Santa Cruz Launches New Bronson and Juliana Roubion

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Santa Cruz have just launched their new Bronson and Juliana Roubion. With a few changes for the upcoming models, here’s what you can expect.

For 2022 the Bronson and Roubion will have a mullet setup (with the exception of the XS frames, these will be 27.5″ front and rear). There are eight build kits available for the Bronson, and five for the Roubion. At the time of launch, there are only carbon options available. The Bronson starts at £4999 and the top-end model (Bronson CC XX1 AXS RSV MX) retails at £9889. The Roubion starts at £4999 and similarly, the top-end model is £8599.

The geometry has had an update for 2022 and a few other updates like internal cable routing. Santa Cruz also say that each bike is compatible with coil and air shocks. Each bike comes with 160mm front suspension, with 150mm of rear VPP (virtual pivot point) suspension. One of the major changes sees each size getting proportional chainstay lengths, which increase through the sizing.



  • 150mm travel/ 160mm fork
  • 27.5″ rear wheel/29″ front
  • C and CC carbon
  • Size-specific chainstays
  • Refined VPP Suspension
  • Sizes XS-XL (XS-M for Roubion)
  • Lifetime Warranty

Juliana Roubion

The Roubion’s chainstay lengths are all specifically sized for the XS, S and M frames meaning handling remains consistent across the range. For the Roubion, each shock is tuned to work better for slightly lighter riders than equivalent Santa Cruz models.

See full details on the Juliana site.

Santa Cruz Bronson

Proportional chainstays set the Bronson up for a wide range of rider sizes (available in sizes XS to XL). There’s also protective armour (downtube and shuttle pad), internal cables, and a bottle cage inside the front triangle.

.9° slacker/ 15mm longer reach/ 20mm higher stack than the previous Bronson. The bikes also offer adjustable geomerty between a high and low setting giving a change of 3mm for bottom bracket, 0.2 degrees for the head angle and chainstay lengths by 1mm for the small to XL sizes (5mm for XS).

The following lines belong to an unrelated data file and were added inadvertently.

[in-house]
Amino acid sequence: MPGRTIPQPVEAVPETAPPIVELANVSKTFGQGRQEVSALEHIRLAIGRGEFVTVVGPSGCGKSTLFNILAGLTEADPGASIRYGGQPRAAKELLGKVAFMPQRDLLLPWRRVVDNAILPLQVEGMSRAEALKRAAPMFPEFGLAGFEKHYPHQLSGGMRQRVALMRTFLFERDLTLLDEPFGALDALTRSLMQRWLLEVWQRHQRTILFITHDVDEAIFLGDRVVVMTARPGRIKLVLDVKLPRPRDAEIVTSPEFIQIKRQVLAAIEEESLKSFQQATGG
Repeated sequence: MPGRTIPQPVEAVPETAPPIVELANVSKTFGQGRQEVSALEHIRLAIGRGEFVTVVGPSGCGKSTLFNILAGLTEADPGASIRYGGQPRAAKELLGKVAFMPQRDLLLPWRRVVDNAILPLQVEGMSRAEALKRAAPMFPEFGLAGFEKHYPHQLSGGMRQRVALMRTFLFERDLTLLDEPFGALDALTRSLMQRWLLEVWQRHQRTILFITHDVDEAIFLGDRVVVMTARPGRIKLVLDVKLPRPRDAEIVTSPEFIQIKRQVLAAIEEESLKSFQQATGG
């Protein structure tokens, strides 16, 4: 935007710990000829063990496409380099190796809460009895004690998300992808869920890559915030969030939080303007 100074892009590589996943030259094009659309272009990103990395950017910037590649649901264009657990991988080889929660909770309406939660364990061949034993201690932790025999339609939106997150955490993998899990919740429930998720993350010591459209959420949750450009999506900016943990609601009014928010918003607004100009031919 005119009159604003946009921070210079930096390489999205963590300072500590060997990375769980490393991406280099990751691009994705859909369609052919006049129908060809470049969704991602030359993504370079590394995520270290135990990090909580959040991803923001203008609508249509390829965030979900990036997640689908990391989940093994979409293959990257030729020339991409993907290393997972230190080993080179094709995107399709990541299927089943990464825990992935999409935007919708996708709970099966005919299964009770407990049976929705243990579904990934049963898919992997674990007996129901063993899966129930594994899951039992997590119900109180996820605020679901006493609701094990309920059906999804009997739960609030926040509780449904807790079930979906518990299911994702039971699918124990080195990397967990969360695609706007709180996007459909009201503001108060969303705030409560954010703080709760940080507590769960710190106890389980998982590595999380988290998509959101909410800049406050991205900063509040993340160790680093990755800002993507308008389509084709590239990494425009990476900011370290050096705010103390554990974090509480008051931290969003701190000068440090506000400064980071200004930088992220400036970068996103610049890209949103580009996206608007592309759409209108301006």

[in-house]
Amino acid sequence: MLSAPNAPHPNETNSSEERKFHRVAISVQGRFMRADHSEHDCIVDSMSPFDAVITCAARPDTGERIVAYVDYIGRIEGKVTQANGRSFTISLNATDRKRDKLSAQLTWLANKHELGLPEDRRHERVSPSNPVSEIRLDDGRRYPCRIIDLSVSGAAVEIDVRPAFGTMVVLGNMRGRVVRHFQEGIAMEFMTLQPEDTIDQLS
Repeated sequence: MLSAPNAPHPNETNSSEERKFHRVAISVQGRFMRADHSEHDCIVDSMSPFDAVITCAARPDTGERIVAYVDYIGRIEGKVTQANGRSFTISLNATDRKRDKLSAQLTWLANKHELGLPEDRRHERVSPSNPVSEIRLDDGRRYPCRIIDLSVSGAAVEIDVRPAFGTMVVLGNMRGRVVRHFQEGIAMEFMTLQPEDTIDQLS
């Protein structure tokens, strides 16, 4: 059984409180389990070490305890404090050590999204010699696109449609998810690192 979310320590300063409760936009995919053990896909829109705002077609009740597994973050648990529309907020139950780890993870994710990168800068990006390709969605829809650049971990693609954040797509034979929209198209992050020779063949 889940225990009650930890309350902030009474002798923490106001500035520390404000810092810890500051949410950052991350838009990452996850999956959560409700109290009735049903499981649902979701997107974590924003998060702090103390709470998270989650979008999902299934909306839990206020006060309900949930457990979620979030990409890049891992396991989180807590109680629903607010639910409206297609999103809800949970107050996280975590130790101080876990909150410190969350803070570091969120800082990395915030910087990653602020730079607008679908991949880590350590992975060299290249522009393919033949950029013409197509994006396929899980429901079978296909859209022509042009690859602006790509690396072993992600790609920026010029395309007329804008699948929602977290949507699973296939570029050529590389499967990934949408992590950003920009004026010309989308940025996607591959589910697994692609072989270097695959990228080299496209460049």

See the full details, including pricing and build kits on the Santa Cruz website.

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Not too good about writing about myself, but not so bad at writing about other things. There was a time that I hated bikes, but then they became my life. Wouldn't be the person I am if I hadn't been on this journey. Here's to bikes, drinking tea and everything that comes with life on two wheels. I'm Lauren, I like bikes and writing about them. Always trying my best and up for adventures.

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Comments (2)

    So the frames are identical? A small Sants Cruz is the same as a small Juliana, the only difference is the shock tune?

    Why for a given size do SC think that men are heavier than women? The ideal weight (BMI) of a 5ft 5” man is exactly the same as a 5ft 5” woman. Men are generally heavier because they are generally taller than women. Has anybody got any evidence that illustrates for a given size that men are heavier than women?

    If the lighter shock tune is not based on rider weight then it must be based on riding style. Are Santa Cruz putting less damping on the Juliana’s because they think women ride differently to men?

    It all seems a load of sexist, condescending b***ocks to me.

    They are essentially the same bike, yes. Santa Cruz have admitted in the past that the only thing they really do differently is market (as well as tweaking a few things like shock tune, sizes etc). They admit that what they produce may not work for everyone so choose to produce different marketing materials to be more inclusive. Make of that what you will. Obviously, it’s one of those things that goes a lot deeper than what I’ve said above. I thought I’d just give a little perspective.

    I went on the Strega launch a few years ago (the women’s Nomad) and this was what we were told then when discussing men vs women’s bikes and that sort of thing.

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